The Interference Archive (IA) has become an incredibly important community resource for those looking to make the connection between art and resistance. Grown far beyond any one person’s collection of social movement ephemera, it’s a place to find books, posters, zines, and most importantly, inspiration to wake up every day and fight.
We talked to Kevin Caplicki, artist and co-founder of the Archive, about its history and its goals.
What is the Interference Archive and when was it founded?
Interference Archive is an all volunteer-run exhibition, social center and archive of the cultural production of social movements. We collect and exhibit protest art made by grassroots movements in order to teach people about radical histories. It was founded by Dara Greenwald, Molly Fair, Josh MacPhee and me in 2010. We opened our doors to the public with the inaugural exhibit, Listening to the Sound of Our Own Revolt: Punk Feminisms and have since programmed hundred of events and over two dozen exhibitions on social movements.
Interference Archive is the result of the donation of time, labor, and financial support of our community mostly here in New York City, but also internationally. We have a strong support network in Brooklyn which is essential to our existence. Being located in NYC allows our collection and programming to be as broad as possible. Our location also gives us access to an international audience of people who visit NYC, so we don’t have to be provincial about what we collect or display. We get visitors from all over the world and many of them donate materials.
Where do you source your materials? Is it mostly donations from individual people, or do you also receive larger collections from organizations and institutions?
A majority of our collection was donated by founders Josh MacPhee and Dara Greenwald. Since we opened to the public, many organizers and participants of past struggles have brought materials they had been “hoarding” for years or sometimes decades. People visit or hear about us and realize Interference Archive can be a place where these items are appreciated and shared.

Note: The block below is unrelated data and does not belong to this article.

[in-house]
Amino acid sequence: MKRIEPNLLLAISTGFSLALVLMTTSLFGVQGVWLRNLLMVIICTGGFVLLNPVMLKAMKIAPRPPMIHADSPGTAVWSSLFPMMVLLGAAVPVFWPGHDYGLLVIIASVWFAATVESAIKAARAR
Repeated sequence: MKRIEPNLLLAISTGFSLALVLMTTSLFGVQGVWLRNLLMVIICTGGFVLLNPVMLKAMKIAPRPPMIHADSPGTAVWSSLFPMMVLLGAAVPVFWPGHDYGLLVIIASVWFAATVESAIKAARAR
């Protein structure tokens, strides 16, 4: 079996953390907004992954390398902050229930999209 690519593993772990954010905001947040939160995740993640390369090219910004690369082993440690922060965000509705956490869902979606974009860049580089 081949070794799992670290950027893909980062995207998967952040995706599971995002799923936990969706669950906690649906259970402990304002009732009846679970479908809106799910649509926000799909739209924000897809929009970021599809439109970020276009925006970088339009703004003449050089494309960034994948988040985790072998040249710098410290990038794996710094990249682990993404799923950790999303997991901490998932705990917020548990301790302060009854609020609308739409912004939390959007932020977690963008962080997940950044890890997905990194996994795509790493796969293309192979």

You’ve now hosted two Propaganda Parties at the Archive. What role do you see these playing in the ongoing resistance to Trumpism?
The propaganda parties are an attempt to create a social atmosphere for organizers and participants to network and trade materials for political protest. Space for people to congregate is a valuable resource in New York, and we realize that we can provide that space as well as a vast network of artists, cultural workers, and histories for people to learn about and plug into.
We also feel strongly about reclaiming the word “propaganda”—a word rooted in the verb “to propagate,” or spread ideas; in modern times this word has negative connotations, but we want to be clear that we all have a message to share. Our daily lives are saturated with supposedly “neutral” material that implicitly supports existing power structures, and we invite people to shake off this neutrality and lay claim to the things they want to stand for. It will take all different manners of action to resist “Trumpism,” and this is one way we can use our strengths as a group of archivists, cultural workers and organizers.
Outside of these Propaganda Parties, how do you use print to further the work that you do?
We publish a “document” for each of our exhibitions. These are a piece of ephemera made as an attempt to document the movements featured as well as a resource related to the issues we’ve dealt with in the exhibition. We have also produced posters, most of them screenprinted, for our exhibitions; this includes a print portfolio produced for the Armed By Design exhibition of print material produced by OSPAAAL (the Organisation of Solidarity of the Peoples of Africa, Asia and Latin America). This portfolio project produced multi-lingual posters in solidarity with contemporary struggles, very much inspired by the spirit of Cuban political posters featured in the exhibit.
We printers are used to hearing things like, “print is dead!” It never died, of course, but it has changed significantly over the past decade or so, and will likely endure more changes. How do you see the creation and distribution of printed ephemera changing in the short and long term?
This seems to be constantly changing. The more things go digital, the more it appears that people realize the importance of tactile printed objects. Print is incredibly alive in most regions of the world. The creation of printed objects will continue in conventional ways so long as the machinery is maintained. At the same time that digital memes are being shared across every social media platform, there is a resurgence of letterpress cards and posters. These technologies are centuries apart, and as long as the resources necessary to produce them are maintained—whether antique steel or optics and electricity—they will all be used.
How can people get involved with the Interference Archive?
We are an all-volunteer run organization and we are powered by people donating their time for to accomplish everything from staffing, cataloging, curating exhibitions, taking out the trash, and sweeping the floor. To get oriented, one can come in and shadow a staffer any day we’re open, join our cataloging parties to accession materials, join the audio working group and help produce our podcast, Audio Interference, and more. We are a project that thrives off of self-directed folks that want to work together. Folks interested in volunteering can email email@example.com. Interference Archive also covers most of its operational costs with donations from the community that believes in this work. Support the archive now at interferencearchive.org/
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